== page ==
How they make Kodak film

Very interesting.
Thanks for posting.
When I was young, everyone knew of the town of Rochester, NY...because we also used Kodak film.
I watched the video, "Kodak: Behind the Scenes". It just came out yesterday. Did you make it?

I’ve been filming on Kodak film now for 4 years and I just found out about this..

What did you find out, exactly? I didn't notice anything new.
Has Kodak released any new film stocks in the last 10 years? Seems to be no R&D going on there.
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Has Kodak released any new film stocks in the last 10 years? Seems to be no R&D going on there.

There's no business case for making new films. There's damn little business case for making film at all (Kodak tried to get out of the film business in the early to mid 2010s, but Hollywood wouldn't let them. But are Hollywood productions actually using the film they contracted to buy? IDK). Kodak created a heck of a technology for making film, but it takes a huge building and a huge machine and lots of people to run it. All in complete darkness. Kodak also created digital imaging, but was unable to capitalize on that. Said another way, they were unable to reconcile owning both technologies at the same time -- pushing digital undermined film, which at the time was a huge money maker.

Cutting to the chase, digital exceeds film in just about every category now. Negative films (not positives, chromes, transparencies, whatever you want to call them) exceed the best digital sensors in dynamic range (typically over 20 stops for B&W, somewhat less for color). And that's about it.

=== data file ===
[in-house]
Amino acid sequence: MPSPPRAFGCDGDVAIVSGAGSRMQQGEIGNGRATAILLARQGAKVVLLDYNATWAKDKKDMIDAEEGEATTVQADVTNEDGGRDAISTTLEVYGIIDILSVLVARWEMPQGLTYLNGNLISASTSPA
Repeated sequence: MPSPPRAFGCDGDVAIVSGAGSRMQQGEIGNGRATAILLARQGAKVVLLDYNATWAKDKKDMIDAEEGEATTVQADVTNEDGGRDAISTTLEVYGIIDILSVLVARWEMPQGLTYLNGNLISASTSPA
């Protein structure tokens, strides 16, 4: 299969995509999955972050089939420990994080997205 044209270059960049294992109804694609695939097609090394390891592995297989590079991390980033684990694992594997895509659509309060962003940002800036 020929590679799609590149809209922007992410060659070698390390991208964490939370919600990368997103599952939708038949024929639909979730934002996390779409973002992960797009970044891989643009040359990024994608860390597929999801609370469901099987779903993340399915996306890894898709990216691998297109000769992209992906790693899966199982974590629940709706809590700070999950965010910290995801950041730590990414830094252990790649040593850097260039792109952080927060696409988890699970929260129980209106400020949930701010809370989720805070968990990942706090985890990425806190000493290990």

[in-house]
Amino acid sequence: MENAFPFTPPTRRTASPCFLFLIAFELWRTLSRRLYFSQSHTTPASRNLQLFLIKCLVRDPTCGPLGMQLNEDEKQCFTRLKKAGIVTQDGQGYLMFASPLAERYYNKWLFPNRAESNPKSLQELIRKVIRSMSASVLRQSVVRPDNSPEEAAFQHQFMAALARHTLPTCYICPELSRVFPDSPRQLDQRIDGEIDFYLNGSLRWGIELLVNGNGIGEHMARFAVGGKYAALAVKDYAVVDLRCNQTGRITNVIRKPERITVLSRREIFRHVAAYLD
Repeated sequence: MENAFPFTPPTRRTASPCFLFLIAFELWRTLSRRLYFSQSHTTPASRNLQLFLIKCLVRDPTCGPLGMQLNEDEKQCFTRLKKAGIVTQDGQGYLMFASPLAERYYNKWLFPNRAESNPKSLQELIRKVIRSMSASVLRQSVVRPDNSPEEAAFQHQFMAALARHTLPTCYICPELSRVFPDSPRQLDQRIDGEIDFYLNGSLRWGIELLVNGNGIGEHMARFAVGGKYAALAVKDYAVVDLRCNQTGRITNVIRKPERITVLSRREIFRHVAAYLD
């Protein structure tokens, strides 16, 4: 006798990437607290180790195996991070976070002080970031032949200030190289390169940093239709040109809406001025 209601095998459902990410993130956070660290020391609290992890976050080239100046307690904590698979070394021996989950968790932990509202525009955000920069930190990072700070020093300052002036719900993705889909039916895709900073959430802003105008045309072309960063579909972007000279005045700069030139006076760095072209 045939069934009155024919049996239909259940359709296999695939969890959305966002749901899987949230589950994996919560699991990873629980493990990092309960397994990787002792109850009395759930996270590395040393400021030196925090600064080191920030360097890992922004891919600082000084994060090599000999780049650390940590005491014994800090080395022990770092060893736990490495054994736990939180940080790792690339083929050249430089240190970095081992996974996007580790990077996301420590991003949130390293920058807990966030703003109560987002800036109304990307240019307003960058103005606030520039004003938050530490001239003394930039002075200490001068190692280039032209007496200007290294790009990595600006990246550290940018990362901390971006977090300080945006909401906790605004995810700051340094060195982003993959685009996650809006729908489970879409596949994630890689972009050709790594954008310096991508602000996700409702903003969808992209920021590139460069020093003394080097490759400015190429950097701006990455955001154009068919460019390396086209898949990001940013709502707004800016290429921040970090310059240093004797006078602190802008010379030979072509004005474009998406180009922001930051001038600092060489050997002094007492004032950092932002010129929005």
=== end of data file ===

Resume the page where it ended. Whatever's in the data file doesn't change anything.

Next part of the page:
So, why would anyone actually want to use film in this day and age? Using film in a digital era makes as much sense as using internal combustion engines in an electric motor era. And this is from a serious photographic film fanboy.

Kodak let Robert L. Shanebrook document the Kodak film making process in a book called Making KODAK Film. My copy has a 2010 copyright date on it. The level of detail (including pictures) is phenomenal. You might want to try to find a copy. If nothing else it will convince you of the complexity of the process (and of the finished film itself) and illustrate the enormous barrier to entry into the film business.
It's a very scientific and chemical process mixed with physics that is involved with film. In fact if you understand digital sensors they're even more scientific and get down into really technical stuff.
Oh, the memories! Shooting reversal for news. I see EKTACHROME Color Reversal Film 7294 has been resurrected now back a while. Razor-thin latitude, exposures had to be spot on. Ten minutes before news, running it through a projector holding a squeegee on the film before it ran down into the gate to get excess water off the film as it had just come out of the dev. Those were the days. :) Totally steeped in history. Thank you, Kodak.

Chris Young

A moment in time from Steve McCurry. His famous 1984 Nat Geo cover of the Afghan girl, shot on Kodachrome is now a legendary image. And he shot the last roll ever made.

Anyone ever watch this movie? Guess what... it was shot on film.